Byrne, it will not shock you to learn, is also out with an ad that hits both Sessions and Tuberville. The commercial features a trio of actors interviewing the Senate candidates, and they begin by giving this negative rating: "Tommy Tuberville? Says he wants illegals here. Paid him not to work. He can't keep a job." An actor portraying Tuberville then angrily slams down his clipboard and walks out, and the committee stamps his resume with the word "Fired."
A Sessions look-alike then arrives sporting a red cap without anything written on it. The committee is no more impressed with him than they were with Tuberville and says, "He let the president down and got fired. And Hillary still ain't in jail." The committee, which apparently believes that Sessions' refusal to send political adversaries to prison without a trial is a massive character flaw, also delivers the dreaded failure stamp to his file.
The rest of the ad shows Byrne, whom the committee actually allows to talk, talking about his conservative pro-Trump record. The trio is pleased, though his resume goes unstamped. Byrne is also the only one in any of these commercials to mention Jones, saying that he should be the next one to get fired.
Byrne's allies at Fighting for Alabama Fund also are up on the air with a spot that ignores Sessions and just tears into Tuberville. After showing clips of Trump thanking Byrne, the narrator argues that Tuberville "attacked Trump's agenda. Even attacked Trump's immigration plan." The same audio of Tuberville from the Sessions commercial then plays where Tuberville sounds happy to welcome "people coming from across the border that need jobs."
● AZ-Sen: Retired astronaut Mark Kelly, who faces no serious Democratic primary opposition, is up with his first TV commercial. The minute-long spot features Kelly working on his motorcycle and talking about his struggles in school and career in the Navy and NASA.
Kelly continues, "My parents didn't have a lot of extra money, but you could comfortably raise a family on a middle-class income, and it doesn't work so well today." He declares, "Now my hope for Arizona is that everybody has the conditions and an environment that allows anybody to accomplish anything they want, if they're just willing to work hard at it." Kelly does not mention appointed GOP Sen. Martha McSally, who recently began airing negative spots against him.
Tarver, who pitched himself as a moderate, represented a state Senate seat in the Augusta area until he became the first black U.S. attorney for the Southern District of Georgia in 2009. Tarver remained at his post until early March of 2017, when Donald Trump ordered him and another 45 Obama-appointed U.S. attorneys to resign.
National Democrats have consolidated behind pastor Raphael Warnock, who like Tarver would also be Georgia's first black senator, while businessman Matt Lieberman is also running. Appointed Sen. Kelly Loeffler and Rep. Doug Collins are duking it out on the GOP side, and there's a risk that they could both advance to a January 2021 runoff if the three Democrats split Team Blue's vote enough.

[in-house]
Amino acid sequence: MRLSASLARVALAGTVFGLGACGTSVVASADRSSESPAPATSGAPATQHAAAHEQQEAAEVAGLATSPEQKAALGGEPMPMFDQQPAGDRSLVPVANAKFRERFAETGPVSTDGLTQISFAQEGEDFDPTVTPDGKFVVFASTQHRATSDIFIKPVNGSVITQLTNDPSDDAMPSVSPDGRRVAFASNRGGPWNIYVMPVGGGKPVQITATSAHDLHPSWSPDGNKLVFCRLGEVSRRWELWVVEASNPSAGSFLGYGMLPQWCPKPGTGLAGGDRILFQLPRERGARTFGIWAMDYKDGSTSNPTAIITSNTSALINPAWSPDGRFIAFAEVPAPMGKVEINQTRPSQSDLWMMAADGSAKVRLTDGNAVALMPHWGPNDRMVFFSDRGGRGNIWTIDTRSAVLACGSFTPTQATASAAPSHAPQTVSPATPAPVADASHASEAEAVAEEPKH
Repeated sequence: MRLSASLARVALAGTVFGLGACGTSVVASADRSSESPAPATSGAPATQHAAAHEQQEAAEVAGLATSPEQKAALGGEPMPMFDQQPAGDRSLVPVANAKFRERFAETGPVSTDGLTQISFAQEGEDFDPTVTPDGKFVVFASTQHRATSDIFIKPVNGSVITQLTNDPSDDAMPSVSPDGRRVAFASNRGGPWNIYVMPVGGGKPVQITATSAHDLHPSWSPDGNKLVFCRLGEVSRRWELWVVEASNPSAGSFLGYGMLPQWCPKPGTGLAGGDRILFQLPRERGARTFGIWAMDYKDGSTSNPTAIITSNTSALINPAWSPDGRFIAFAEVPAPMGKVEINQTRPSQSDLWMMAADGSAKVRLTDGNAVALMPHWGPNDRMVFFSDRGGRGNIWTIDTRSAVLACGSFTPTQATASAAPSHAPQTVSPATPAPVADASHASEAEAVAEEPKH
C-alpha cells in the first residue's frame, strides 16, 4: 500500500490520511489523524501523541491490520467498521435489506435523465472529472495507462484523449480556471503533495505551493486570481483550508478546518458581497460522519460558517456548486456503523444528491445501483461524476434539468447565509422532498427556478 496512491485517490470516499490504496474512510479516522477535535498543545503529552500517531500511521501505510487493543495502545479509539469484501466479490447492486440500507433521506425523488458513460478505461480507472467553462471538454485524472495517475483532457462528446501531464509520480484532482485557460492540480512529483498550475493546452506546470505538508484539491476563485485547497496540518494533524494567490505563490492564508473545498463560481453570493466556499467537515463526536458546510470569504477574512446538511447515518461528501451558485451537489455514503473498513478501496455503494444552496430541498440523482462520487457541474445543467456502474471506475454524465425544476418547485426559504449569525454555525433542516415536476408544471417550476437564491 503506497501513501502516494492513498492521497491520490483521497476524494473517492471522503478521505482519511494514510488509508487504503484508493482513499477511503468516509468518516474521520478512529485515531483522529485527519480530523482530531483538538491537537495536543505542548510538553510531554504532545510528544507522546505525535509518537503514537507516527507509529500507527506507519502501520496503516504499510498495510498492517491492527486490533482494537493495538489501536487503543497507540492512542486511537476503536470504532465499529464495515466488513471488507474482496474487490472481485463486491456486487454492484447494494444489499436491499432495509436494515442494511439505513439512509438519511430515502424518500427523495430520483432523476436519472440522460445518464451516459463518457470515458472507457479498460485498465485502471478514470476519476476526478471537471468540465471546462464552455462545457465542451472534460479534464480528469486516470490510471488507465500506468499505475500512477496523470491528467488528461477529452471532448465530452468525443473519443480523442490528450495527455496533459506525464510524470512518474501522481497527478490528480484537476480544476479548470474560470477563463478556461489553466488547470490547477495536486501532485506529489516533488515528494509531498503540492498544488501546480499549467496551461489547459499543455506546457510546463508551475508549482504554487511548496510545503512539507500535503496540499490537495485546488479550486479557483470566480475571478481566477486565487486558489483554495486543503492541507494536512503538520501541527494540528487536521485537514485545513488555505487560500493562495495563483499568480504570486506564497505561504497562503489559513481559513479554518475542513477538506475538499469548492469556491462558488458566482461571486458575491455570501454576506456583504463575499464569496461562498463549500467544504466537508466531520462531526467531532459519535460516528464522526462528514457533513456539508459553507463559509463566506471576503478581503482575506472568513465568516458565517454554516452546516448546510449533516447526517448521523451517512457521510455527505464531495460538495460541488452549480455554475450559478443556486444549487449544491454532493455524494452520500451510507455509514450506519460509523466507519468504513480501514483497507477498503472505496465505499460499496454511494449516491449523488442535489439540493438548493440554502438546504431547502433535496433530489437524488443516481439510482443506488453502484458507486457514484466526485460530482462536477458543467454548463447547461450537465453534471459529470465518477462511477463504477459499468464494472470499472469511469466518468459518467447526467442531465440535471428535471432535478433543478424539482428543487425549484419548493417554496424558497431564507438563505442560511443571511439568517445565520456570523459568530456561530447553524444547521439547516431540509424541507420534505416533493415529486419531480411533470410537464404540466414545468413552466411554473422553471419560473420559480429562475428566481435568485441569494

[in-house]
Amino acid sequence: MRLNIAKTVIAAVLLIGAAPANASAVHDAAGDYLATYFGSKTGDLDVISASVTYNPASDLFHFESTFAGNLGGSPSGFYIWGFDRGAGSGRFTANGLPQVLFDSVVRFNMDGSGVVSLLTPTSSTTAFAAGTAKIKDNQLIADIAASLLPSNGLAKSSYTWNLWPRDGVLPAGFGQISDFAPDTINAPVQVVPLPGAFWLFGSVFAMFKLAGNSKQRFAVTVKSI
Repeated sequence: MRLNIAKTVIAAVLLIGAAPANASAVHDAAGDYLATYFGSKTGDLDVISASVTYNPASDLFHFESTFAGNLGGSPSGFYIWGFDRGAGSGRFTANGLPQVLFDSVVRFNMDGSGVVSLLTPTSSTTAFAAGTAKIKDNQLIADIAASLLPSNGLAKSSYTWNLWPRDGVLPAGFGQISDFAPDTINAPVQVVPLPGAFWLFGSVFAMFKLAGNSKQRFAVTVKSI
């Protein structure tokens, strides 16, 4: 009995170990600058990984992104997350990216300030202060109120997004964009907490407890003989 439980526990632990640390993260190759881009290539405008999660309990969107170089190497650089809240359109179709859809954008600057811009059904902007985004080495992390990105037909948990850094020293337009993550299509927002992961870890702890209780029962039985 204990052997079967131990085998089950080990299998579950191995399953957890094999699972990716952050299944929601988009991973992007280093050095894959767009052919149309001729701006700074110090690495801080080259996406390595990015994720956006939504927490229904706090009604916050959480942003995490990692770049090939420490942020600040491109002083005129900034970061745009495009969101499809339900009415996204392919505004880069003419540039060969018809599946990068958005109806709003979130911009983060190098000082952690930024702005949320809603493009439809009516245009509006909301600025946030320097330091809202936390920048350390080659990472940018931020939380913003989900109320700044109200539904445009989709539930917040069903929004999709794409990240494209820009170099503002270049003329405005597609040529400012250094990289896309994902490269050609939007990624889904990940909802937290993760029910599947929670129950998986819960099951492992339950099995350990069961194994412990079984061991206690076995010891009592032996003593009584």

● ME-Sen: GOP Sen. Susan Collins is up with another TV ad against state House Speaker Sara Gideon, who is the favored candidate of national Democrats, and the Bangor Daily News reports that she's putting at least $90,000 behind the buy.
The narrator argues that Gideon is a hypocrite for saying she's rejecting corporate PAC money while "taking tens of thousands from groups funded by corporate PACs." The commercial also tries to stir up some trouble on Gideon's left by featuring photos of two of her June primary foes, attorney Bre Kidman and 2018 gubernatorial candidate Betsy Sweet, and saying that her opponents "criticized Gideon for laundering corporate money into her own campaign. And Maine's Ethics Commission fined Gideon for breaking campaign finance laws."
The paper took a look at the backstory to this ad back in December. Gideon has accepted contributions from groups like Senate Majority PAC that take money from corporations, but only about 2% of her total donations came from PACs as of the end of the third quarter. Collins, by contrast, received 22% of her donations from PACs through late September.
The part about the Maine Ethics Commission is from a completely separate matter. The commission fined Gideon's now-defunct PAC in December all of $500 for reimbursing her that same amount for donations Gideon made to two state-level political committees in 2016.
As we wrote back then, reimbursements like these run afoul of federal and state laws that forbid anyone from making campaign contributions in another person's name. Gideon, however, didn't try to conceal her efforts; rather, they were discovered because her PAC publicly disclosed the reimbursements. For that reason, the commission declined to investigate further, concluding Gideon's disclosure meant it was unlikely she had knowingly sought to violate the law.
● MI-Sen: Quinnipiac University is out with a poll giving Democratic Sen. Gary Peters a 45-39 lead over 2018 GOP nominee John James. The margin is very similar to the 44-40 Peters edge that the local Glengariff Group found in early January, though Baldwin Wallace University gave the incumbent a larger 42-32 lead last month.
● UT-Gov: Salt Lake County Council chair Aimee Winder Newton announced this week that she would try to gain enough support at the April state GOP convention to advance to the June primary rather than continue to gather signatures. One other Republican, former state House Speaker Greg Hughes, is competing at the convention and not collecting petitions to make the primary ballot, but the two candidates made this choice under very different circumstances.
Winder Newton acknowledged that she couldn't afford to hire a firm to collect the 28,000 valid signatures she needed, an undertaking she estimates could cost more than $200,000, and that her volunteer-led effort wouldn't be able to gather enough petitions in time. Hughes, though, has access to plenty of money, but he still decided to focus on the convention in January.